3 Diminished 7th Chords That Can Turn Into 12 Chords!
Good morning. This is Duane. We’ve been doing a series of videos about music theory called Good Stuff You Really Ought to Know About Music. One thing you really ought to know about music is that there are three chords which are really 12 chords. Now I know that sounds like a puzzle but it’s absolutely true. There’s three chords that are actually 12 chords. Those three chords are the 3 diminished 7th chords.
Let’s back up a hair. You have a major scale, so row of notes that follows some rules about half steps and whole steps and so on. In any case, if you make a major triad, that’s three notes: root, 3rd, and 5th. If you make a minor triad, you lower the 3rd a half step, so that’s a minor triad. If you want a diminished triad you lower the 5th a half step. If you want a diminished 7th triad you start with the 7th and go down a double flat. C diminished 7th looks like that. That note, I guess you can think of it as A if you want to when you’re playing, but I think of it as B double flat because it’s really the 7th double flatted.
In any case, that’s one of the three chords that you need to learn that suddenly become 12 chords when you know all three chords. Still sounds confusing, doesn’t it? Now take that chord and slide each note up a half step. You see that? That’s a diminished 7th chord too, but it starts on C sharp. It’s a half step higher, but it’s exactly a half step higher, mathematically exactly the same. You just slip up a half step.
Now if you take that chord and slip up a half step again, what do you have? You have the third chord, don’t you? This is different than the first chord and different than the second chord. That’s the third chord. But, if you slide up another half step, what do you have? You got the same chord you started with, just upside down. In other words, that’s the C diminished 7th chord, isn’t it? I just have the C on top instead of on the bottom. You see that? It’s the same four notes. That is one of the three chords. We’ll call it C diminished 7th.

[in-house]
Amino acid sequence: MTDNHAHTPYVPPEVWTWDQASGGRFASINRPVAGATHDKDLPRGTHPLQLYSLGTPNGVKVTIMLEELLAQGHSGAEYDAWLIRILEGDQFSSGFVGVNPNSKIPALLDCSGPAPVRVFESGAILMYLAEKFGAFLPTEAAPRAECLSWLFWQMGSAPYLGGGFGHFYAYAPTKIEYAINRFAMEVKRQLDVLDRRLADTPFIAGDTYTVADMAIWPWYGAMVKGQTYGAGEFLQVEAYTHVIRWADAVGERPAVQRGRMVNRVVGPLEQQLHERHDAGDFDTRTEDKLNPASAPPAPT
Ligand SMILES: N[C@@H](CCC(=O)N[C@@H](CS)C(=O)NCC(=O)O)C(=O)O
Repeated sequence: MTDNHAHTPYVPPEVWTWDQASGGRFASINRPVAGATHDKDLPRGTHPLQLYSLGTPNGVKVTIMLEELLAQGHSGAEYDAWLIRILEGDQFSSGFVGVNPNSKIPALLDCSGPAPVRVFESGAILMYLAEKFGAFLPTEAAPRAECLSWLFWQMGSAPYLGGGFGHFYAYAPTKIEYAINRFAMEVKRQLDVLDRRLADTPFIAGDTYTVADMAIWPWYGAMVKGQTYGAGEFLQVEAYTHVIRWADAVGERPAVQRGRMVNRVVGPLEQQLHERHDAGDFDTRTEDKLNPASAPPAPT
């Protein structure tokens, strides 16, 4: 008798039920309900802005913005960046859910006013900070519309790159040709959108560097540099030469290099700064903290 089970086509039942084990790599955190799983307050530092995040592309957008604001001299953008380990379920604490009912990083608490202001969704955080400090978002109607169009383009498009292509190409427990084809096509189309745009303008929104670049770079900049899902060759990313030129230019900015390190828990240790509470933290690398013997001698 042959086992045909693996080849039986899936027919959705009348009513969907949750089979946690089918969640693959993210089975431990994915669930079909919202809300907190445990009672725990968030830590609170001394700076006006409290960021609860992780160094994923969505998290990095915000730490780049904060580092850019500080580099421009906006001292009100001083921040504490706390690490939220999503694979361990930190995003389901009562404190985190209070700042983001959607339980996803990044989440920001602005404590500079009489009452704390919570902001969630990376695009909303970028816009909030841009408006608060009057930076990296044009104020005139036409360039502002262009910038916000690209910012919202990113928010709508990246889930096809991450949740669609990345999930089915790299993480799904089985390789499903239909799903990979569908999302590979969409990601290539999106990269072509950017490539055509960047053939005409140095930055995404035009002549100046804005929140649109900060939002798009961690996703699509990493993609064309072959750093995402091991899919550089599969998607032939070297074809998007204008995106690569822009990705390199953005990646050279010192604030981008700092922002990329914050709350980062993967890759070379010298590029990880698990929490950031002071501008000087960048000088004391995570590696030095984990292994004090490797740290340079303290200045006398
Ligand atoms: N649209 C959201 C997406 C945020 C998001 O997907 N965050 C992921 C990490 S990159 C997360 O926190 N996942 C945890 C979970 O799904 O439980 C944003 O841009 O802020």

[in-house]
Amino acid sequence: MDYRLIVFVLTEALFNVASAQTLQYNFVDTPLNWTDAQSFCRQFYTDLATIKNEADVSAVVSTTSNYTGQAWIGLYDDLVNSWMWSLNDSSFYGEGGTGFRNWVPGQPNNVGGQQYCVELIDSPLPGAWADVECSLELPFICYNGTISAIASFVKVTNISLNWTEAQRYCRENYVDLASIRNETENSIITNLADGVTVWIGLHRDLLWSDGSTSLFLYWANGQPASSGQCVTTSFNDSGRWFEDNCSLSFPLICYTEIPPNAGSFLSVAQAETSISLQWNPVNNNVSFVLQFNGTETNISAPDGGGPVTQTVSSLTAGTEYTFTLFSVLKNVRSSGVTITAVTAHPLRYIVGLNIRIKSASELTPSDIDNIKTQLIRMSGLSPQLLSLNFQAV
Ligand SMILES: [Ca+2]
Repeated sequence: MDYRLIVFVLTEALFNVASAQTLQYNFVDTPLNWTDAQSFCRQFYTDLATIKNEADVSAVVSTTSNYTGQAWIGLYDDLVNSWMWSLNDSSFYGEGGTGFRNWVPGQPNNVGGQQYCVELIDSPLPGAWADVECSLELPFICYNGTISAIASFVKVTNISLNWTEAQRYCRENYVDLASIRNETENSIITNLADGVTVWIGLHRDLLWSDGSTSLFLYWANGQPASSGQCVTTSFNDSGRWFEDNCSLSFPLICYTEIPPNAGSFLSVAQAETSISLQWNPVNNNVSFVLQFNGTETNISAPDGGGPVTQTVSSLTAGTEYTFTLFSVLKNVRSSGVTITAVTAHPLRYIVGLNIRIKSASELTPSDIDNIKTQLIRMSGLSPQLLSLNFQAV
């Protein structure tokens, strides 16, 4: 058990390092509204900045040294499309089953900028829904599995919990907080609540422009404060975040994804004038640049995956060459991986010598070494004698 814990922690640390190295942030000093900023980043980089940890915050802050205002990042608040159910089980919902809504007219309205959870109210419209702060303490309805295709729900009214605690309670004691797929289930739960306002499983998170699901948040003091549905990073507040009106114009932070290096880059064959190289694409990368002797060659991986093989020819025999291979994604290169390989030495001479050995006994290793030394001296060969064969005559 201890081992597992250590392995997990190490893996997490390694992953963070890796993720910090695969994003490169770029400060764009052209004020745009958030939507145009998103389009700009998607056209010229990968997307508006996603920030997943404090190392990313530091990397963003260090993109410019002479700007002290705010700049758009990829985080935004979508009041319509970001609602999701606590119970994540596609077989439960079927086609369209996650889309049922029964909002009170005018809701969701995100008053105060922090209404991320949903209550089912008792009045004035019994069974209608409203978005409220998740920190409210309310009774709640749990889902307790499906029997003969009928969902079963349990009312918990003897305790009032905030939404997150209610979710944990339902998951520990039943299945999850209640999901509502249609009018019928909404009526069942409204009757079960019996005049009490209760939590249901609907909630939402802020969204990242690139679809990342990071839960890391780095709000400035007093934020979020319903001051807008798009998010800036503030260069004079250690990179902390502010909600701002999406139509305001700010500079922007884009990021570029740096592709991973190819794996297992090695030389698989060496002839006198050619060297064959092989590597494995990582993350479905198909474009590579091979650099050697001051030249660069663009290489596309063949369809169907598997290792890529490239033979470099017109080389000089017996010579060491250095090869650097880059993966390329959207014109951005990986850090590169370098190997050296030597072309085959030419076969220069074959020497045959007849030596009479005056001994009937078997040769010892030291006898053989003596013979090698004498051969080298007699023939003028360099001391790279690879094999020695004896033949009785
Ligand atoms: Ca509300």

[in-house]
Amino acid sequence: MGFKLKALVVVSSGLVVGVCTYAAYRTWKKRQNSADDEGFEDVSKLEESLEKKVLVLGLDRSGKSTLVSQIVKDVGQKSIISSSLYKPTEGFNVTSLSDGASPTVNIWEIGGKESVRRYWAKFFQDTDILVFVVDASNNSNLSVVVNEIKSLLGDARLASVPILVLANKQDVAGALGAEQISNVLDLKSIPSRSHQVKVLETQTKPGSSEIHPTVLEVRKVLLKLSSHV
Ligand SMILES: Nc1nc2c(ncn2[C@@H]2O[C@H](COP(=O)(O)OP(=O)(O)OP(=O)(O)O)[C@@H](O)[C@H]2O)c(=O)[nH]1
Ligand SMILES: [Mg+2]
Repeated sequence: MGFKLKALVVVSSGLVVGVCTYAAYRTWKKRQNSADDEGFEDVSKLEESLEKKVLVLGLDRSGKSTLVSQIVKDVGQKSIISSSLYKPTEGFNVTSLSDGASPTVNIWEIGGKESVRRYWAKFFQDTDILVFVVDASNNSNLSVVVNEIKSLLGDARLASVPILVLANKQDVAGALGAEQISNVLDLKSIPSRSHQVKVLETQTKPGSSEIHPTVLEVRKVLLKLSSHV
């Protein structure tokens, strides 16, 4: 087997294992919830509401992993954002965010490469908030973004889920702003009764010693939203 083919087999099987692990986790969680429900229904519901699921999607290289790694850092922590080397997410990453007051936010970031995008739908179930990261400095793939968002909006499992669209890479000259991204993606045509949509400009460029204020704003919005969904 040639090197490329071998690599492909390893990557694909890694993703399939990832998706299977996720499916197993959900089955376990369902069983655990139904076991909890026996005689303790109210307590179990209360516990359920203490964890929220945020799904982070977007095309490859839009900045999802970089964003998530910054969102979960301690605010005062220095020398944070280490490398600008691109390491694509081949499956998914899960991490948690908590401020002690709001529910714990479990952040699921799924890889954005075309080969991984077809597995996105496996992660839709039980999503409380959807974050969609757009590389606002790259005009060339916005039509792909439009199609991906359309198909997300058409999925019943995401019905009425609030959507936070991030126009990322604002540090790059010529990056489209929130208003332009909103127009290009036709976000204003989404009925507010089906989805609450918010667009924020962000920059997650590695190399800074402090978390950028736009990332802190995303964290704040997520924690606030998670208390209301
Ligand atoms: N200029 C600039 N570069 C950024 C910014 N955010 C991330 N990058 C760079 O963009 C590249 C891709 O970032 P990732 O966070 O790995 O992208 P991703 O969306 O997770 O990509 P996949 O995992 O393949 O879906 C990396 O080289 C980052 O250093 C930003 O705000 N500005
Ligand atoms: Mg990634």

Go up a half step and that’s C sharp diminished 7th. Go up a half step and that’s D diminished 7th. Go up a half step and we’re back to C diminished 7th, aren’t we? However, we could call it E flat diminished 7th and we’d be right. In other words, it has more than one name, doesn’t it? I could also call it F sharp diminished 7th because F sharp can function as a root as well. Or I could call it G flat diminished 7th.
If I go up another half step I come to G, B, D flat, and E. Now that is different than the first chord, isn’t it? Each note of that chord can function as the root. In other words, that’s the G diminished 7th chord, the B flat diminished 7th chord, the D flat diminished chord, and the E diminished chord. If I go up another half step, that could function as the A flat diminished chord, B diminished chord, D diminished chord, F diminished chord.
In other words, if you know those three chords, you know all 12 diminished 7th chords, don’t you? That’s it, because there ain’t no more. That’s all. Learn those three diminished 7th chords. I’m illustrating them in the right hand but of course the same thing is true in the left hand. Diminished 7th chords create a tension like that that’s usually resolved to a harmonic chord. In other words, a chord that sounds nice after you build up that tension.
That’s it for today. Three chords that can function as 12 chords. We’ll see you again tomorrow with another Good Stuff You Ought to Know About Music. See you then. Bye bye for now.
***For lots more good stuff on piano playing come on over to my website at http://www.playpiano.com and sign up for our free piano tips – “Exciting Piano Chords & Sizzling Chord Progressions!”
Here’s a great little book on chords and chord progressions on Amazon: http://www.amazon.com/Piano-Chords-Chord-Progressions-Exciting-ebook/dp/B0076OUGDE/ref=sr_1_1?s=books&ie=UTF8&qid=1404158669&sr=1-1&keywords=piano+chords+duane+shinn
Here is the video on YouTube: https://www.youtube.com/watch?v=hGprNohEbvw&feature=youtu.be